Waxy O'Shea's Irish Pub fortifies merrymakers with a menu filled with hearty, Irish–inspired provisions and flowing libations. Baskets of Waxy's beer-battered Atlantic cod and chips ($9.99) prime thirstpumps for pints of Boulevard ($3.65+), and the irish RLT, stacked with rashers of thick-cut bacon, towers over appetites ($8.99). Sip spoonfuls of bubbly beer-cheese soup ($2.99), and sample authentic edibles with a plate of corned-beef-and-cabbage boxtys, a traditional stuffed pancake drizzled with mustard-tarragon cream sauce ($11.99).
Linda and Steve Wood broke the ground on their first Australian-themed enterprise when they opened The Outback Steak and Oyster Bar in 1987. Over the years, the eatery garnered enough attention from Ozark visitors that it inspired the couple to open the Outback Outfitters clothing store in 1989. Nearly a decade later the Woods converted the store into the Outback Pub, adorning its walls with Australian articles and serving a menu of down home, exotic fare. Wild appetizers such as kookaburra-sauce-laden gator tail cause taste buds to don tiny safari caps before trekking through entrees of seasoned grouper or the tavern's specialty Shepparton chicken pot pie. Sips from more than 100 beers bring tides of malty and hoppy flavor, while live entertainment hosted every night gives the dinner crowd a soundtrack more pleasing than compliment-whispering earmuffs.
With its sleek decor of black leather seats, graphic black prints on white walls, gilded mirrors, and a wall of wine illuminated by cobalt lighting, it’s easy to think The Cosmopolitan Bistro is a chic lounge in the city, not an intimate bistro in the Ozarks. That’s exactly the type of feeling founder Liezl Stevenson-Perme was going for when she opened eatery in April 2011, and it has been so successful that it counts music producer and singer Tony Orlando as one if its patrons.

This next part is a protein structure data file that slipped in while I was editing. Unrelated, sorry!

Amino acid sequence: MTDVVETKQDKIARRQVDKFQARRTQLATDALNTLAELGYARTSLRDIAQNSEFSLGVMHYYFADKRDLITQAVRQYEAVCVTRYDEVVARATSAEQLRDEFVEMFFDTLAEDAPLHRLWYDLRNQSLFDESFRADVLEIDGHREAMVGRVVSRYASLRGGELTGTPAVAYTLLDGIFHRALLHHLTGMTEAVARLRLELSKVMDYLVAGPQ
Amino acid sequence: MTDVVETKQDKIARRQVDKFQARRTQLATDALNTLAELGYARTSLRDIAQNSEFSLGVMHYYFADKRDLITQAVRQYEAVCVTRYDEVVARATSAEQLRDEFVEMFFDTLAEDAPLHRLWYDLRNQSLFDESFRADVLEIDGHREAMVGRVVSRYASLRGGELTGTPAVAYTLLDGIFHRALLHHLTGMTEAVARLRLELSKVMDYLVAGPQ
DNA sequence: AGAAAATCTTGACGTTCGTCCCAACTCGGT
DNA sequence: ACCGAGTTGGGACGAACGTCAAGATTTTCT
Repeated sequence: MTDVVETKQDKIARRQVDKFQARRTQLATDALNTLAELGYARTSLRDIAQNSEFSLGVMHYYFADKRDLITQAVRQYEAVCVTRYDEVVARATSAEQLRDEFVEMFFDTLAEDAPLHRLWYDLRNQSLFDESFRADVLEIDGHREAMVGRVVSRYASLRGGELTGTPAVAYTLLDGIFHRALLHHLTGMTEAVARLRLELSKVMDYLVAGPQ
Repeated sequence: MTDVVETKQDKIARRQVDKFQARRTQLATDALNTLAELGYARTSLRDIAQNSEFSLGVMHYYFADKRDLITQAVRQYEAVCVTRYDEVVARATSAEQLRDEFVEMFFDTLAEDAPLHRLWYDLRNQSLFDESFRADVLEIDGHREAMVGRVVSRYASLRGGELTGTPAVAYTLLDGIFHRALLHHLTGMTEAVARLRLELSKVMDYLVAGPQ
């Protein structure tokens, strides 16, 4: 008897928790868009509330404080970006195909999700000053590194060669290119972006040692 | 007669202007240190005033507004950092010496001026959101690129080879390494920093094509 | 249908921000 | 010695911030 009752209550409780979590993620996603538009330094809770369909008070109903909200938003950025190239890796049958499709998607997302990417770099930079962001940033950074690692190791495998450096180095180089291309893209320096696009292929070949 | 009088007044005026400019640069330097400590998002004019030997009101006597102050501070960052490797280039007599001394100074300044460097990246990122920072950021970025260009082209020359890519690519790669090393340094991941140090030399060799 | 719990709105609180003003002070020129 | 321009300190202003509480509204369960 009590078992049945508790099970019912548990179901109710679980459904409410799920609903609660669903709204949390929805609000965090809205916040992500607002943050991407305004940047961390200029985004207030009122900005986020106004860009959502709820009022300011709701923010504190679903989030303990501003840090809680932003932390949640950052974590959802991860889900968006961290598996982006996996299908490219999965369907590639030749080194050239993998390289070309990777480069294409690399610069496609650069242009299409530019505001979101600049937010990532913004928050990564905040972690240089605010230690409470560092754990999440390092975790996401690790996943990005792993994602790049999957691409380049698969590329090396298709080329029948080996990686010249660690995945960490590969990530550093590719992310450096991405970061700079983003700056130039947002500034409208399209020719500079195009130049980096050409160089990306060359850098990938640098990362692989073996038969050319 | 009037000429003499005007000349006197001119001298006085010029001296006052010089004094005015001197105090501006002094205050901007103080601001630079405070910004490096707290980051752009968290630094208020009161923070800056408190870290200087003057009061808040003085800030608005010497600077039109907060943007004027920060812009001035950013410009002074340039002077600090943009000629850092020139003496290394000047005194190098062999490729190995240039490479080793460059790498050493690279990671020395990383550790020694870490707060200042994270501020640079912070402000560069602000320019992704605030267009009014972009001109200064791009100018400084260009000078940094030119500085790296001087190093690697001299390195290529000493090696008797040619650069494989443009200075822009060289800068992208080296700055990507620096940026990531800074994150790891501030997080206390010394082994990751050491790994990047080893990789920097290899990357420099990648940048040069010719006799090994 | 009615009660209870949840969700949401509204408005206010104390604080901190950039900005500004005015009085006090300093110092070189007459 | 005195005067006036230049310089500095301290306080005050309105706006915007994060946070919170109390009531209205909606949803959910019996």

But the decor isn’t the only appealing thing about The Cosmopolitan Bistro. Oversize white plates arrive at tables topped with artfully arranged entrees of upscale American cuisine, such as new york strip steaks, grilled salmon smothered in rosemary-butter-cream sauce, and seared ahi tuna. On certain nights of the week, the bistro comes to life with the sounds of live jazz music, DJ-spun tracks, or auto-tuned baby laughs.
Time Out Sports Bar & Grill sates stomachs with a hearty menu of hunger-busting eats while barkeeps pour on-tap brews and 11 high-def TVs display exciting scenes from gridirons, diamonds, courts, and arenas. Visitors can get their gullets into game shape with a squad of deep-fried spicy pickles ($6.99) or Sex On A Plate, which loads a pile of chili cheese fries with sour cream and guacamole ($7.99). The kitchen's flagship chicken wings can arrive boneless ($7.99), bone-in ($9.99), or brandishing novelty caveman bone clubs. Mandibles test their munching mettle on customizable cheeseburgers, which can tower up to four patties high ($5.99 for one, plus $1.99 per additional patty) and sport a crowning spire of bacon ($0.50 extra), just like Notre Dame Cathedral.
A charming neighborhood eatery, Riverwalk Jazz Café dishes up a menu of homemade soups, sandwiches, and other lunch delicacies. Clientele crowd for bread-meat-bread amalgamations such as the Cab Calloway club with ham, turkey, bacon, and veggies, hugged by white or wheat slices or a croissant, and served with a side ($7.49). The Black & Blue salad sates the famished with shaved Angus roast beef, blue cheese, red onions, tomatoes, walnuts, and croutons ($7.99) and grilled chicken wraps with two sides ($7.99) make stomachs sing and hankerings hush. Teas, coffees, and desserts prove steaming sippables and smile-triggering endorphins pair well with jazzy tunes.
Hidden in the middle of southwest Springfield and part of historic Galloway Village, Galloway Station has Springfield's best outdoor dining patio. The view is relaxed and calming. The Galloway Trail and its walkers, joggers, and bikers etc. are always passing by from Sequiota Park.